Saturday, January 29, 2011

Episcopalians as "Catholic Lite"? -- A Theological History of the Church of England

Dear Leslie,

Sometimes Episcopalian is referred to as "Catholic Lite" - what are the primary differences between the two religions?

Catholic at Heart

Dear Catholic at Heart,

Your question is one very near and dear to my own heart – I have many family members and friends who are Anglican/Episcopalian, and so I have actually done a good deal of thinking and research on this topic. I hope you don’t mind my answering your question in two parts, the first of which will be addressed tonight – namely, the theological history of the Church of England. Learning about this historical foundation was essential in my own understanding of the modern differences between the two churches, and will hopefully be helpful to you, as well. In tomorrow’s blog, I’ll bring you more up-to-date with the modern day Anglican Communion and its relationship with the Catholic Church, which will include the primary differences that you’ve asked about.

The Anglican Communion (and the Episcopal Church USA, which is part of this communion) has its origins in the English Reformation. Most people are at least a little familiar with the story – King Henry VIII had married Catherine of Aragon (by special Papal dispensation, because she had been previously married to his brother). Catherine did not bear Henry any male heirs, and this fact coupled with his falling in love with Ann Boleyn prompted Henry to request an annulment of his marriage to Catherine. Rome said no; Henry said, “No more Rome.” Thus, the Church of England was born.

In 1529, King Henry VIII, motivated by the revocation of his divorce case by Pope Clement VIII to Rome, took a series of steps to secure complete control over the church in England. While Henry’s efforts were concurrent to the Continental Reformation of Martin Luther, Henry was a staunch Catholic who intensely disliked these Protestant movements of Luther and the other Continental Reformers. For this reason, the theological developments and liturgical consequences of England’s break from Rome were not as drastic as the Reformation abroad, which was largely rooted in a theological crisis rather than a domestic problem (namely, Henry’s need for a new wife to bear him a male heir).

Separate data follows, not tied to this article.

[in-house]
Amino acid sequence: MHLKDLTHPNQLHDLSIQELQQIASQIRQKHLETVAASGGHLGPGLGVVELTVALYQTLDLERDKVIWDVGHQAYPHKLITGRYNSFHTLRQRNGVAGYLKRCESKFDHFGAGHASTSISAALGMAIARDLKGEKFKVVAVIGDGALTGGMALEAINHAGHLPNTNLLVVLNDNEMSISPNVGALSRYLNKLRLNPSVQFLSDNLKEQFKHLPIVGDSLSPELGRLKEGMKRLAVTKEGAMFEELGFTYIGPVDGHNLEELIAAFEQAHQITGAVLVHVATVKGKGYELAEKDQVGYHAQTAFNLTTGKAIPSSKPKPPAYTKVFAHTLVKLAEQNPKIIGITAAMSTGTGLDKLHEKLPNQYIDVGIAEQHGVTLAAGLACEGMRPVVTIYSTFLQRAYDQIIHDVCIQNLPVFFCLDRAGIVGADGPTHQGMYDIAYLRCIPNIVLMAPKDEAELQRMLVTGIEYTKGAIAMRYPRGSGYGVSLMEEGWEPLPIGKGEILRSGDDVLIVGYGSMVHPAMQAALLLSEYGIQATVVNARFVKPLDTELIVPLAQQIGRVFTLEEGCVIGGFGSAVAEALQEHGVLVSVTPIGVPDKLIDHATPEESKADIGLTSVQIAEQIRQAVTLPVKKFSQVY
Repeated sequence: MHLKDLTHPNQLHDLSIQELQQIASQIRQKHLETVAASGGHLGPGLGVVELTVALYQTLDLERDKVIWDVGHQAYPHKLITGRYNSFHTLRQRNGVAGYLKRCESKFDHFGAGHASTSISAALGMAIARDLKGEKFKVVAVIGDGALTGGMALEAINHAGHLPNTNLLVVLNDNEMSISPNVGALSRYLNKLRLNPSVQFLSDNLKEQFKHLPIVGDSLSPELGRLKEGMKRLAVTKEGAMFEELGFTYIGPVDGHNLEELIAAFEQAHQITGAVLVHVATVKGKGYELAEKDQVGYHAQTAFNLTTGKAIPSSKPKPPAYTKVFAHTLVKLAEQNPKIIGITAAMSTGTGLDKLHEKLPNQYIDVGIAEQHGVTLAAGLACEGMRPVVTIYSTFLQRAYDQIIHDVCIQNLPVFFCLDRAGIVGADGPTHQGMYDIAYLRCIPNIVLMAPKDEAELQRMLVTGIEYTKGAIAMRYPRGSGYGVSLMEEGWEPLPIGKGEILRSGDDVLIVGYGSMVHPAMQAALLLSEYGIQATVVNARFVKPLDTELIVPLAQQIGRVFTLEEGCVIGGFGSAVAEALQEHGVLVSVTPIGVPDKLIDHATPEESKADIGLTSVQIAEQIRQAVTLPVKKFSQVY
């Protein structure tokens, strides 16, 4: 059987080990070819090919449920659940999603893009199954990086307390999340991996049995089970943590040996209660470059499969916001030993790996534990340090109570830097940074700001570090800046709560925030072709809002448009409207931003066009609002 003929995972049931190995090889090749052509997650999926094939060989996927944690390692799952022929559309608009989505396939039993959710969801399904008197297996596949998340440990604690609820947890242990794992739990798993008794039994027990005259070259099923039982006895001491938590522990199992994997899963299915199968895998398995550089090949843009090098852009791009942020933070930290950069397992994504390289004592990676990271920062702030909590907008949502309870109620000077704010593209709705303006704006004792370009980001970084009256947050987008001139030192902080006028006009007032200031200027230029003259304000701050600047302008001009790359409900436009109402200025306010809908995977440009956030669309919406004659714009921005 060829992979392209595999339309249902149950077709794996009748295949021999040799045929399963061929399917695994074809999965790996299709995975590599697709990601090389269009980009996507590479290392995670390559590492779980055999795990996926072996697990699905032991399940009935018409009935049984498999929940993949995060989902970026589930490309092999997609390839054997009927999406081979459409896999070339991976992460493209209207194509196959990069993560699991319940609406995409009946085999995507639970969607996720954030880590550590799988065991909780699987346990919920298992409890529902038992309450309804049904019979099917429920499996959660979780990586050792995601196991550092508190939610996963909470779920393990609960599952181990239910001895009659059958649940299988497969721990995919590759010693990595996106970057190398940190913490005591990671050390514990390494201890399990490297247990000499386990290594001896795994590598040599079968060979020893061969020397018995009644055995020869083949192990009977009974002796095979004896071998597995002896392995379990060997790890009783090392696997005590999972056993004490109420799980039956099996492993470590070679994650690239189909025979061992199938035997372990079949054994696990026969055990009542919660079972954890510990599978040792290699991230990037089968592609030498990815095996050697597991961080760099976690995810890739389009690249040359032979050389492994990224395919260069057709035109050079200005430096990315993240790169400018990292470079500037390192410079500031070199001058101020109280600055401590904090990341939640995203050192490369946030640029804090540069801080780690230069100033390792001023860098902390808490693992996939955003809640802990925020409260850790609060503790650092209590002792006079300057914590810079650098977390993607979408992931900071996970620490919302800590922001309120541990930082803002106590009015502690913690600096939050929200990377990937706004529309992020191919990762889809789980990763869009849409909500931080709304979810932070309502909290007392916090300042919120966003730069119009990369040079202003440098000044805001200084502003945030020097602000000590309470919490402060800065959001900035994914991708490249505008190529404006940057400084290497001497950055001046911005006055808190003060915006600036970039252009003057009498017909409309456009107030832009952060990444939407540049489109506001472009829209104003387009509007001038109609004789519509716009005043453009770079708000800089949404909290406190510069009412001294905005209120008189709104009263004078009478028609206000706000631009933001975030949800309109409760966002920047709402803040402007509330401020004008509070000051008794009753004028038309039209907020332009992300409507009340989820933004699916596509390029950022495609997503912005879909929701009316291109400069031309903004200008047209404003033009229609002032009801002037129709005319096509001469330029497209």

Because Henry VIII’s break from the Roman Catholic Church was primarily an act of state, by which he proclaimed his own supremacy and the supremacy of the English Crown over the Roman Pontiff, much of the theological justification for the English Reformation developed after the split from Rome rather than before.

Anglican theology was poured into an institutional mold that retained a great deal of Catholic structure partly as a matter of belief, but more as a matter of political necessity. As a church based on national supremacy, the Church of England did all that it could to maintain unity of nation over belief. The Anglican Church ensured that the people of England would largely remain a religious unit by accepting as many strands of opinion within itself as possible, and they did remain so until the late 1700s. 

While the Anglican Church under Henry largely remained a sort of Catholicism without Rome (although he did have to satisfy, to some extent, the Lutheran influence that had reached his people), more drastic changes in prayer and practice came about through subsequent English leaders. The doctrinal developments and liturgical changes of the English Reformers, however, lack cohesion and demonstrate the splintered theology that has marked the Church of England from its beginnings.

That the modern Anglican Communion (which includes the Episcopal Church USA) stands as the most pluralistic of the historic churches, then, should come as no surprise in light of its origins. Stay tuned for tomorrow’s Coffee Talk, where we’ll explore more about the Anglican Communion in the modern day, its role in the ecumenical movement, the Anglican/Roman Catholic dialogues sparked by Vatican II, and Pope Benedict XVI’s provision for Anglicans seeking corporate union with the Catholic Church – it’s a blog you won’t want to miss!

Peace and all good,

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